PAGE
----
Consolidation question moves to Superior School Board

A special school board meeting on the issue is expected before May, according to District Administrator Amy Starzecki.

Spartan logo_4.jpg

SUPERIOR — The Superior School Consolidation Advisory Committee wrapped up its work Thursday, March 23.

Each member was asked to fill out a survey providing their recommendation on a question the school board will now grapple with — whether to close one of the district's six elementary schools for the 2024-2025 school year. District Administrator Amy Starzecki said the board plans to hold a special meeting on the topic of consolidation before May.

Administrators anticipate the Superior School District will face a budget shortfall of $4.1 million in the 2024-2025 school year based on the current state funding formula, which has not provided a per pupil increase in years, and the fact that federal COVID-19 funding will end in the fall of 2024.

A capacity study presented to the school board in February indicated that there are roughly 736 available elementary school seats in the district. A demographic study taken before the pandemic indicated the district would see a gradual decline in students over the next 10 years. When the pandemic hit, the district lost about 200 students.

“We are seeing a significant decline in elementary enrollment,” Starzecki said. “So that is a factor that brought us together today, too. We’d still be having this conversation, I think, if we weren’t facing a $4.1 million deficit because of the capacity study reflecting that we could be more efficient with our elementary buildings.”


Two elementary schools are being considered for closure, Four Corners and Lake Superior. Starzecki said the annual savings of closing one of the schools would amount to roughly $1 million due to reductions in administration, staff positions and utilities costs. Fewer classroom teachers would also be needed, but that number has yet to be determined.

Elementary operating costs, consolidation Advisory Committee Spring 2023.png
Information on elementary school operating costs that was provided to the School Consolidation Advisory Committee.
Contributed / Superior School District

The two elementary schools have the smallest population of students — 148 at Lake Superior, 198 at Four Corners as of September 2022, according to district information. Built in 1985, they are the oldest of the district’s elementary schools. Each is in need of $795,000 in repairs this summer, including berm work, waterproofing and tuckpointing.

“That is an urgent need. That one we can’t kick that can down the road,” Starzecki said, because it’s impacting the schools' foundations.

In addition, Four Corners will need a roughly $500,000 wastewater upgrade in the near future. Closing one of the schools would net a one-time savings of $795,000 for Lake Superior and $1,295,000 for Four Corners for that maintenance work.

School boundaries.jpg
Superior School District's current elementary school boundaries.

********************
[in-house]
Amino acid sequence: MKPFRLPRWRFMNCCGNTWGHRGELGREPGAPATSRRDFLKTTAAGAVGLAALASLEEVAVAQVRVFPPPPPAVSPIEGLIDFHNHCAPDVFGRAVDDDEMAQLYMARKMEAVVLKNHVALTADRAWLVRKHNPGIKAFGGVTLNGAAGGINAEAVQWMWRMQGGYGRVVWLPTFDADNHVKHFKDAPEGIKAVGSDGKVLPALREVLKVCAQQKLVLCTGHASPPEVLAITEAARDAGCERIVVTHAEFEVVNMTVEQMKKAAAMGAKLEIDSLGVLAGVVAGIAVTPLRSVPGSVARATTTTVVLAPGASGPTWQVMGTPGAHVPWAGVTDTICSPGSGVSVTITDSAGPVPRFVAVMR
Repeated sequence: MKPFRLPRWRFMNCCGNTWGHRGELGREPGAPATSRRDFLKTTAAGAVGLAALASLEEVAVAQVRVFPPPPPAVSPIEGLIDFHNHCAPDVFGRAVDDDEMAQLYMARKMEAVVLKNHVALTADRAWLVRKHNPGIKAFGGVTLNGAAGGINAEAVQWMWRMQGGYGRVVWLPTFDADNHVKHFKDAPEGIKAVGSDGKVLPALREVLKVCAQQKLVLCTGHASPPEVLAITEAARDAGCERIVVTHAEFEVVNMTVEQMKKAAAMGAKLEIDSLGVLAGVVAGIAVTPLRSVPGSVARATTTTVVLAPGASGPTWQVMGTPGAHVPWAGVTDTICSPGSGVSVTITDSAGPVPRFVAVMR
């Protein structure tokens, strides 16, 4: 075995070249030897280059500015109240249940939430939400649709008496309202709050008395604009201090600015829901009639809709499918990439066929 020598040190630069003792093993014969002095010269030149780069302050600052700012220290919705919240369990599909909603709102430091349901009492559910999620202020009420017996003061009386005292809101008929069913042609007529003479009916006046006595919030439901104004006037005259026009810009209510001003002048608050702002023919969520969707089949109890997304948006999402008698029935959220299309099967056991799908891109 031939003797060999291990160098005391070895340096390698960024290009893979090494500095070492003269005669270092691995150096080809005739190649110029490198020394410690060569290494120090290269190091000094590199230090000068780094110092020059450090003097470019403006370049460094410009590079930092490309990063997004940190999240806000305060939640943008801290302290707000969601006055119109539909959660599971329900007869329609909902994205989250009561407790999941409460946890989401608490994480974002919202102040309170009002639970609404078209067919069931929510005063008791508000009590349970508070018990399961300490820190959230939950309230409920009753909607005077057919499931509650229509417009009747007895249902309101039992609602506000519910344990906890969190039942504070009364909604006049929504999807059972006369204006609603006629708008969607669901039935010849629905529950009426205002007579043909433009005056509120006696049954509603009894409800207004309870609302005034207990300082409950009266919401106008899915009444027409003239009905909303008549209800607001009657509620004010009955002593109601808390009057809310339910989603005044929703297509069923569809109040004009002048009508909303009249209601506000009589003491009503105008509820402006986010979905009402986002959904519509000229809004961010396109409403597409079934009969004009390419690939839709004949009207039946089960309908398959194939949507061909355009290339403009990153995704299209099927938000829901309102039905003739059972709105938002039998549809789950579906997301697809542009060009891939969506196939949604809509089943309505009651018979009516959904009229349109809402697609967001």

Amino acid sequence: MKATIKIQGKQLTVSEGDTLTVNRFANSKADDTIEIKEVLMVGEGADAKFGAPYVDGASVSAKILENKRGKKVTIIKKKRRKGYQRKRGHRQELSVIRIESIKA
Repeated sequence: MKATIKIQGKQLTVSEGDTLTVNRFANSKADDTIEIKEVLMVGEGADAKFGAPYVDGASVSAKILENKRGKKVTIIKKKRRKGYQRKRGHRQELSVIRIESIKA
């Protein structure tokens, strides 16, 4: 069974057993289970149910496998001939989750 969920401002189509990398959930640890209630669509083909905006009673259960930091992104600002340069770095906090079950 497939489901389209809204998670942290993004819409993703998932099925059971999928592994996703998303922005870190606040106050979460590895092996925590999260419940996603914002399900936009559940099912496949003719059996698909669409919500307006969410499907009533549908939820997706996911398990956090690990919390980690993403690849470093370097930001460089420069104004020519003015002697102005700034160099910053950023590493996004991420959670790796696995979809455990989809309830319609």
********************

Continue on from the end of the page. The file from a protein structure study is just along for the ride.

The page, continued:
Contributed / Superior School District

Committee members questioned if the other elementary schools had the capacity to serve the displaced students.

“I just wanted to point out that we were at that level a few years ago, and I believe that we can continue to serve students in those buildings with the same level of support that we currently have,” Starzecki said.

Regardless of whether the district closes a school, she said, there will no longer be class sizes under 15 for students in K-3. Class sizes for students in fourth and fifth grade would be between 25-30. That could require options such as multi-age classrooms or cohorts in schools where class sizes are too small.

Even if consolidation takes place, additional cuts will have to be made. An advisory group of administrators, teachers and staff will be pulled together next fall to identify priorities and make a plan, Starzecki said. The bulk of reductions will be made where class sizes are too low, but "all employee groups, all departments will be considered."


The influx of federal COVID-19 relief funding has held annual budget adjustments off for the past three years, Starzecki said, which is what makes the upcoming cuts so severe.

Committee members asked about timelines. A final decision on consolidation would need to be made by November, Starzecki said, in order to start planning staffing changes for the 2024-2025 school year.

The school board expects to begin work in August on restructuring elementary school boundaries, and summer maintenance work is planned for the two rural schools. Both would be affected if the board decides to shutter a school.

Starzecki encouraged members of the public to watch the district website for upcoming meeting dates. Information presented to committee members is available on the district website under the School Consolidation Advisory Committee Updates tab.

Maria Lockwood covers news in Douglas County, Wisconsin, for the Superior Telegram.
What To Read Next
Get Local